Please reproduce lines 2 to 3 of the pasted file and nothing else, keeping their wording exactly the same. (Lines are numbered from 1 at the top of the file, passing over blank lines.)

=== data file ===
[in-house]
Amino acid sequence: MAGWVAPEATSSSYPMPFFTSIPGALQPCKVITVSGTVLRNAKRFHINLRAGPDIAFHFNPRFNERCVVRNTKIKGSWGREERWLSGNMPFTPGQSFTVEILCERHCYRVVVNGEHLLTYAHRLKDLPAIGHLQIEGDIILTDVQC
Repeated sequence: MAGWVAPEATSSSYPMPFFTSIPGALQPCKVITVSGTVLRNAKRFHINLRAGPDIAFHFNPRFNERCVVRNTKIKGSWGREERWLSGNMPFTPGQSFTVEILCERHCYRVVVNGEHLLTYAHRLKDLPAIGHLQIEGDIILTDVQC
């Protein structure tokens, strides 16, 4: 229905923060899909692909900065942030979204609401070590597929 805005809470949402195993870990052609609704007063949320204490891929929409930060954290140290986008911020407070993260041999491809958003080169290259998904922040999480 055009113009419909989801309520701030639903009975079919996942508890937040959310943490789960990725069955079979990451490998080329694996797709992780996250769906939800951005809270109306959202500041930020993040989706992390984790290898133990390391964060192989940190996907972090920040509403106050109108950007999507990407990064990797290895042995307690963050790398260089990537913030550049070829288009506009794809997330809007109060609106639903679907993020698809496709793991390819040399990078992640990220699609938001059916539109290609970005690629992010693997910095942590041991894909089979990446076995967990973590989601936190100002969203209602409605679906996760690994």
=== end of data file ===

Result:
Amino acid sequence: MAGWVAPEATSSSYPMPFFTSIPGALQPCKVITVSGTVLRNAKRFHINLRAGPDIAFHFNPRFNERCVVRNTKIKGSWGREERWLSGNMPFTPGQSFTVEILCERHCYRVVVNGEHLLTYAHRLKDLPAIGHLQIEGDIILTDVQC
Repeated sequence: MAGWVAPEATSSSYPMPFFTSIPGALQPCKVITVSGTVLRNAKRFHINLRAGPDIAFHFNPRFNERCVVRNTKIKGSWGREERWLSGNMPFTPGQSFTVEILCERHCYRVVVNGEHLLTYAHRLKDLPAIGHLQIEGDIILTDVQC